Clark Quick Quote

Keeping with the epistemology theme of recent posts, the following is from Clark’s reply to George Mavrodes that can also be found in Clark and His Critics:

The point at issue is not whether somebody believes that David was King; the question is, How can we know that David was King? No secular historiography (as I hope to show in a future volume) can validly give us that proposition. Nor can secular or empirical epistemologies give us the Atonement. In answer to the question how we may know these things we can reply only that God has so revealed them. One sentence in the objection (unintentionally no doubt) reinforces my position. Mavrodes notes, “It is a common tactic of Christianity’s opponents to direct some of their first and most effective attacks against the Axiom.” In this tactic, so it seems to me, there is a satanic wisdom that passes by derivative propositions and fixes on the very basis of Christianity. These opponents know or perhaps dimly but rightly surmise that if they can destroy the foundation, nothing remains.

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5 Comments on “Clark Quick Quote”

  1. Hugh Says:

    Hear, hear!

    All their good intentions notwithstanding, Messrs McDowell, Strobel, et. al. are doofusses.

    In answer to the question how we may know these things [anything!] we can reply only that God has so revealed them. Amen.

  2. Denson Dube Says:

    Hugh,
    “All their good intentions notwithstanding, Messrs McDowell, Strobel, et. al. are doofusses.”

    I agree, the surprising thing being why these doofies do not find learning to their taste. Anyone no matter how learned or conceited would find something edifying in Gordon Clark’s writings.

    Paraphrasing the Apostle Paul: Titus 1:9 – 11,
    ” holding fast the faithful word as he has been taught, that he may be able, by sound doctrine, both to exhort and convict those who contradict. For there are many insubordinate, both idle talkers and deceivers, especially those of [empricism], whose mouths must be stopped, who subvert whole households, teaching things which they ought not, for the sake of dishonest gain. ”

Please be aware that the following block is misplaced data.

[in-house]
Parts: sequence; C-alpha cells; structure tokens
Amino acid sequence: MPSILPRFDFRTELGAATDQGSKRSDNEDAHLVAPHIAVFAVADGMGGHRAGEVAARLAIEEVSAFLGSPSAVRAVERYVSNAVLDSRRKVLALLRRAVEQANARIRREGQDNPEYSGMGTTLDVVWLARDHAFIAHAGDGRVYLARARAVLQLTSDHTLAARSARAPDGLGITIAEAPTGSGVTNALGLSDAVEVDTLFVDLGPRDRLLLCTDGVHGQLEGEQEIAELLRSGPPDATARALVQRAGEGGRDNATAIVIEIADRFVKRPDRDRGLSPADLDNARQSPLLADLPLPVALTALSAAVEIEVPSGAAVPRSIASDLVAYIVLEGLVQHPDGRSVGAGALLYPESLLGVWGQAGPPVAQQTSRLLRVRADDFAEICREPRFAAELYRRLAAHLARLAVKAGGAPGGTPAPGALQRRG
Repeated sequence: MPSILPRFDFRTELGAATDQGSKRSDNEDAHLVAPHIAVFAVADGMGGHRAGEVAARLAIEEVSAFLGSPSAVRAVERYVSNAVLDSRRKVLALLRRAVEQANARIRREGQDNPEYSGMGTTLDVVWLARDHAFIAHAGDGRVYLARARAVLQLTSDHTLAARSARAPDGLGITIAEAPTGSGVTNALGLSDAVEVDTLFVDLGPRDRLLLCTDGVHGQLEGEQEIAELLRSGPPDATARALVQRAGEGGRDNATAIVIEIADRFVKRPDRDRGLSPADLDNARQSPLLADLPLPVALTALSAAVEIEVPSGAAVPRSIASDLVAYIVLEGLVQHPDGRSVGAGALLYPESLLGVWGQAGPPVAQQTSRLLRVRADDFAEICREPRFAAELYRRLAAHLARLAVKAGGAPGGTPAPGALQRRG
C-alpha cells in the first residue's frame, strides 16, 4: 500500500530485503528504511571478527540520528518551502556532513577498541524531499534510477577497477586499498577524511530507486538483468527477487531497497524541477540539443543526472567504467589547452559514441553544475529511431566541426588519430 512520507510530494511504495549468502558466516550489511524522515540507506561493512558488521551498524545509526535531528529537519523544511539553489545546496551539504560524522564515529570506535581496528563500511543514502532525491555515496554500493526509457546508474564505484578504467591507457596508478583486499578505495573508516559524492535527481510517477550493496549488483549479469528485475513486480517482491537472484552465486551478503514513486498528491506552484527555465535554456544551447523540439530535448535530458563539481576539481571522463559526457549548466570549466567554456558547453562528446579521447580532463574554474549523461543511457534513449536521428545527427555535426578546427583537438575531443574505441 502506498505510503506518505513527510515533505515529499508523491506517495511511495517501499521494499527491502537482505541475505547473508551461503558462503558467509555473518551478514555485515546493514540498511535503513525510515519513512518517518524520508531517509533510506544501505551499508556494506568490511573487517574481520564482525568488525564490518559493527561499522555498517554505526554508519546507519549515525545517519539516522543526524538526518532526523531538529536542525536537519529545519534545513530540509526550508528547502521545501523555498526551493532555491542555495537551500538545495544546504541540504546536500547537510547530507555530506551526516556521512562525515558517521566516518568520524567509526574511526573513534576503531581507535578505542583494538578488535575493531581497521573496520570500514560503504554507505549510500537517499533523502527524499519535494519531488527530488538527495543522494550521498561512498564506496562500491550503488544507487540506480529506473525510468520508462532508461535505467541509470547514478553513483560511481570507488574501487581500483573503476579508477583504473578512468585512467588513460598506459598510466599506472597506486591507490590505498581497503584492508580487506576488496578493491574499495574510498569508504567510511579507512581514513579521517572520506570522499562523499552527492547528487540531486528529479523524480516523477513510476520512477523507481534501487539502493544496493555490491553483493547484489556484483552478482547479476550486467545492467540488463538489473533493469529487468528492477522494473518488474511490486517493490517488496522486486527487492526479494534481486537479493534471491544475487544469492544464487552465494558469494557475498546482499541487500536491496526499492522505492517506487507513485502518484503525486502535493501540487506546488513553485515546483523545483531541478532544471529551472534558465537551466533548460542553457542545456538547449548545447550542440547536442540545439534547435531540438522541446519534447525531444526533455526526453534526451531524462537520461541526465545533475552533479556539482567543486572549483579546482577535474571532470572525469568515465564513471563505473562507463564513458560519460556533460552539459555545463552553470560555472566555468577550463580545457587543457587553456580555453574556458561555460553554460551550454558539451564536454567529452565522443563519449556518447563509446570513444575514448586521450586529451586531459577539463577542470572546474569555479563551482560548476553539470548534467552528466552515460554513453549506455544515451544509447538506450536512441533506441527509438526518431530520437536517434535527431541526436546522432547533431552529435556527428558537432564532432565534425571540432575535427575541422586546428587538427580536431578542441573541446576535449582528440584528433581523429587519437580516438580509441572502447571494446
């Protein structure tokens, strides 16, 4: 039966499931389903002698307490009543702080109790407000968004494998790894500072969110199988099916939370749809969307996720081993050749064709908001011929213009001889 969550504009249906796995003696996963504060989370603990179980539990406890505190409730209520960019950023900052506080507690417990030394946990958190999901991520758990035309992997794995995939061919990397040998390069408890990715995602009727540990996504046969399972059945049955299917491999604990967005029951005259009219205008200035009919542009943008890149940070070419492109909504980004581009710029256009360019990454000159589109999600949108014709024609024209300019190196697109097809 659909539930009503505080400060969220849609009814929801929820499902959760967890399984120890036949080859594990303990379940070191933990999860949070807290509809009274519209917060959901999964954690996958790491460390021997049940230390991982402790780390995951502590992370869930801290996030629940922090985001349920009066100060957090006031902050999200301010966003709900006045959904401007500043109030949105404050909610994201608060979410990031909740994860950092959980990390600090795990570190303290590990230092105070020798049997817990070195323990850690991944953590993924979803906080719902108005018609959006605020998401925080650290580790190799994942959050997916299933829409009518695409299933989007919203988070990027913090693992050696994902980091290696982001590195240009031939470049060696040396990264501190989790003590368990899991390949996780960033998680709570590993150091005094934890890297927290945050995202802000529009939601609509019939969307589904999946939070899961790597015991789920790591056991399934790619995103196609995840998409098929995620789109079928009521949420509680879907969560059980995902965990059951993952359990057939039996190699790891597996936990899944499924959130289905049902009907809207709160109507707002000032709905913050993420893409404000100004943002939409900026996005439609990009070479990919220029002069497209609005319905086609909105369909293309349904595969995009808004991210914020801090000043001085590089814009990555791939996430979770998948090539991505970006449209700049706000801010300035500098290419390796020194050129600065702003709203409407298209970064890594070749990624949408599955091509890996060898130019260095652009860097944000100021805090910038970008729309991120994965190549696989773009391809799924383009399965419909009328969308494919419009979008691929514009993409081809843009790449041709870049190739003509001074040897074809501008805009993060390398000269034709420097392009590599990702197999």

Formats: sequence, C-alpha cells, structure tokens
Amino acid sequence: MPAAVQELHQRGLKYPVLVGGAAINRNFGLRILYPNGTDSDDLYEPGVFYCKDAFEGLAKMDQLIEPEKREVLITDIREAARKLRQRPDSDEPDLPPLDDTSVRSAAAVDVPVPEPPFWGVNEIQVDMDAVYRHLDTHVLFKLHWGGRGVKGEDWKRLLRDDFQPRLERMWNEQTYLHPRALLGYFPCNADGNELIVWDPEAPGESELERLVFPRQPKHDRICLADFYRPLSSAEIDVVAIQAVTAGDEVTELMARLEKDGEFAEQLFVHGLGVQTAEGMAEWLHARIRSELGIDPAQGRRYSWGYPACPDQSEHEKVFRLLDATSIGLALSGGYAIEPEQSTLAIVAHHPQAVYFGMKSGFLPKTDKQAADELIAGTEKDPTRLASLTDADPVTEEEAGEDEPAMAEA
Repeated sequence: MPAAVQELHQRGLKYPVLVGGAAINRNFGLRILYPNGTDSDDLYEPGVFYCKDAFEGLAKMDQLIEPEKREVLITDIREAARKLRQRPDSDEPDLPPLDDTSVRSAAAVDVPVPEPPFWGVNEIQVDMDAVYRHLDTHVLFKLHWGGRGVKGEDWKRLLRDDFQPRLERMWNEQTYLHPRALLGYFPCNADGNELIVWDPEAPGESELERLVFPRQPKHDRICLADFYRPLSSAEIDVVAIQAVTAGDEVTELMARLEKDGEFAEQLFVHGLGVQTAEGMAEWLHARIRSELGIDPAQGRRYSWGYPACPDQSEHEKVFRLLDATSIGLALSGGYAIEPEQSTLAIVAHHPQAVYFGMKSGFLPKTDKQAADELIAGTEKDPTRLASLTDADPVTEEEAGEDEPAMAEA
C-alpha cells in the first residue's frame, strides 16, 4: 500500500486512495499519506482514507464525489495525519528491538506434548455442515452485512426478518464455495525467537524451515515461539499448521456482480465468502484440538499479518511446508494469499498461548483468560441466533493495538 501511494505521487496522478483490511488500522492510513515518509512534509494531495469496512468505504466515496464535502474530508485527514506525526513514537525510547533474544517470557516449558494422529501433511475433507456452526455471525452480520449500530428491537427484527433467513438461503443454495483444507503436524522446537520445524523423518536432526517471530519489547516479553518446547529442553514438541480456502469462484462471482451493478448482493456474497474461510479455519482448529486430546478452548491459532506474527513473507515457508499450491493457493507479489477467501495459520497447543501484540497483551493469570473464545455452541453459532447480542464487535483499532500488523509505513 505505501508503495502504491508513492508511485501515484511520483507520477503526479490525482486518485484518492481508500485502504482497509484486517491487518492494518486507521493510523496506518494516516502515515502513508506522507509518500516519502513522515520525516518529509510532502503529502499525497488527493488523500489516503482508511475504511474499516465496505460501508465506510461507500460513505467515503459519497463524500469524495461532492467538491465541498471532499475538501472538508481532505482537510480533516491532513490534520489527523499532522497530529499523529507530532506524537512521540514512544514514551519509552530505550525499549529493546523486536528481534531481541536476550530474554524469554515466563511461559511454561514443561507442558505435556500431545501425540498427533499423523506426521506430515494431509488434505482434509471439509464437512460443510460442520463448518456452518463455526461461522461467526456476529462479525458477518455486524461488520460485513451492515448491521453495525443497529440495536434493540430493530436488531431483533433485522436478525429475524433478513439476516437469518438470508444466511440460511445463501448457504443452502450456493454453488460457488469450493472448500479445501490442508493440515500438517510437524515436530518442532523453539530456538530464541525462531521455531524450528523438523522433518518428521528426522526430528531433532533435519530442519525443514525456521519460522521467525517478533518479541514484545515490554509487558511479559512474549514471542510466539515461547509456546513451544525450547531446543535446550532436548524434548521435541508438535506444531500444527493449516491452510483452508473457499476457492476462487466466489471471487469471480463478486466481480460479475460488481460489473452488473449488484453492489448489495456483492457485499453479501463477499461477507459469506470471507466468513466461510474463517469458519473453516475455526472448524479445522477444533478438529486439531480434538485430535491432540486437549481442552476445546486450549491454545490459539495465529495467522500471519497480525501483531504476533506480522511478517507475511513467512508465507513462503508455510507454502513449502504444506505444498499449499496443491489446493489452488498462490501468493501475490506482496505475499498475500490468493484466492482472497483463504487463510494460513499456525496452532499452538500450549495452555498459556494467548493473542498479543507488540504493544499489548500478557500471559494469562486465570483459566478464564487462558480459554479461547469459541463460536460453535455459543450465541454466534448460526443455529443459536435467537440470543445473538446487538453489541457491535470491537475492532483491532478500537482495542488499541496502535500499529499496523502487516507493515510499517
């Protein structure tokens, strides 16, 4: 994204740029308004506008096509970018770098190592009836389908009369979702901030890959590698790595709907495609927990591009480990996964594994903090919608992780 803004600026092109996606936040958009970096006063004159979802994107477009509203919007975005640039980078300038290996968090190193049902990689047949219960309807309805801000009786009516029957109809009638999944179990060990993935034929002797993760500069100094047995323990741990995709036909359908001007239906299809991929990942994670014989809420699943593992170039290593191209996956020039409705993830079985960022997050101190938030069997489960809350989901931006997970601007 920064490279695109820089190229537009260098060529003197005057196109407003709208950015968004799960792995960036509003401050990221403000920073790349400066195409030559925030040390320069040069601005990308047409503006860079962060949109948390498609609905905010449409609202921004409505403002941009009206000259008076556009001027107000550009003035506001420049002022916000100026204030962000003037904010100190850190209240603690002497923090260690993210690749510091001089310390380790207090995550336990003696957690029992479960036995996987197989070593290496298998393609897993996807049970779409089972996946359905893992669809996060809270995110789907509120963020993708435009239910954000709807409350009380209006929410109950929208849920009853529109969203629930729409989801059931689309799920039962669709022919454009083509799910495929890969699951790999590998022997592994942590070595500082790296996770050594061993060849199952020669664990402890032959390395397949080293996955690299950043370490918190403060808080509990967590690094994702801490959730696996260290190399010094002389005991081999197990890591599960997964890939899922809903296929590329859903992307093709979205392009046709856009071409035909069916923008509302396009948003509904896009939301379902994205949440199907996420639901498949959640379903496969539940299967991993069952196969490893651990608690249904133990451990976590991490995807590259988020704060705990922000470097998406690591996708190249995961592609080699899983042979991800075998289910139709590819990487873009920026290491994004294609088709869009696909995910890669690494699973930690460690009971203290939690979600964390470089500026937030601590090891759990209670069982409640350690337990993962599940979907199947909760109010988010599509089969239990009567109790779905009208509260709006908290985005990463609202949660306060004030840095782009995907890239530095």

I need to start reading Clark all over again!

  3. medees1 Says:

    Sean,
    Do you know anywhere specifically where Clark says that justification is necessary for knowledge, meaning, that one must personally be able to validly demonstrate their true belief in order for their true belief to be rightly called knowledge? Of course there must be a legitimate account for knowledge, but need the individual knower provide the justification in order to know? Thanks.

    Maybe I’m off, but I think that this quote has an implicit endorsement of what I lean toward. Namely, Clark says, “In answer to the question how we may know these things we can reply only that God has so revealed them.” Right! So in other words, Clark’s assent and Mavrode’s assent to the proposition that “David was king” are both called knowledge (for they both know it according to Clark), but Mavrode’s epistemology (which is non-revelational at root) can’t account for that proposition. Am I off here?

  4. Sean Gerety Says:

    Do you know anywhere specifically where Clark says that justification is necessary for knowledge, meaning, that one must personally be able to validly demonstrate their true belief in order for their true belief to be rightly called knowledge?

    While perhaps not a specific quote, I would say his entire Intro to Christian Phil answers the question “how do we know?” Also, many people confuse demonstration with giving an account. I know that is not really your question, but I came across an old exchange between Dr. Robbins and Hare Krisha Michael Sudduth that might answer your question, if not it was still interesting for me to read this exchange again (emphasis mine):

    In a message dated 8/22/1999 1:44:29 AM Eastern Daylight Time, msuddth writes:

    It’s interesting that in *A Christian View of Men and Things* Clark *denies* that knowledge requires a demonstration of the truth of a proposition. There he defines knowledge as “the possession of a truth” and contrasts it with demonstration.